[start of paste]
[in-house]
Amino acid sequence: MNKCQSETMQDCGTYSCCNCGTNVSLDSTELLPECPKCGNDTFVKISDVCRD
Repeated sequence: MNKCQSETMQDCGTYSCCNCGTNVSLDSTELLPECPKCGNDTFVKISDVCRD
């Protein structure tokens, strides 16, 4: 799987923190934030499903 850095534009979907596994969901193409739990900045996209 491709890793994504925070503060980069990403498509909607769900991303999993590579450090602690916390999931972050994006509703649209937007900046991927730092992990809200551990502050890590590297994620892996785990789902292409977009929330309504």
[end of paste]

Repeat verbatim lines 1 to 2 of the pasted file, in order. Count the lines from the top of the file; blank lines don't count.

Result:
[in-house]
Amino acid sequence: MNKCQSETMQDCGTYSCCNCGTNVSLDSTELLPECPKCGNDTFVKISDVCRD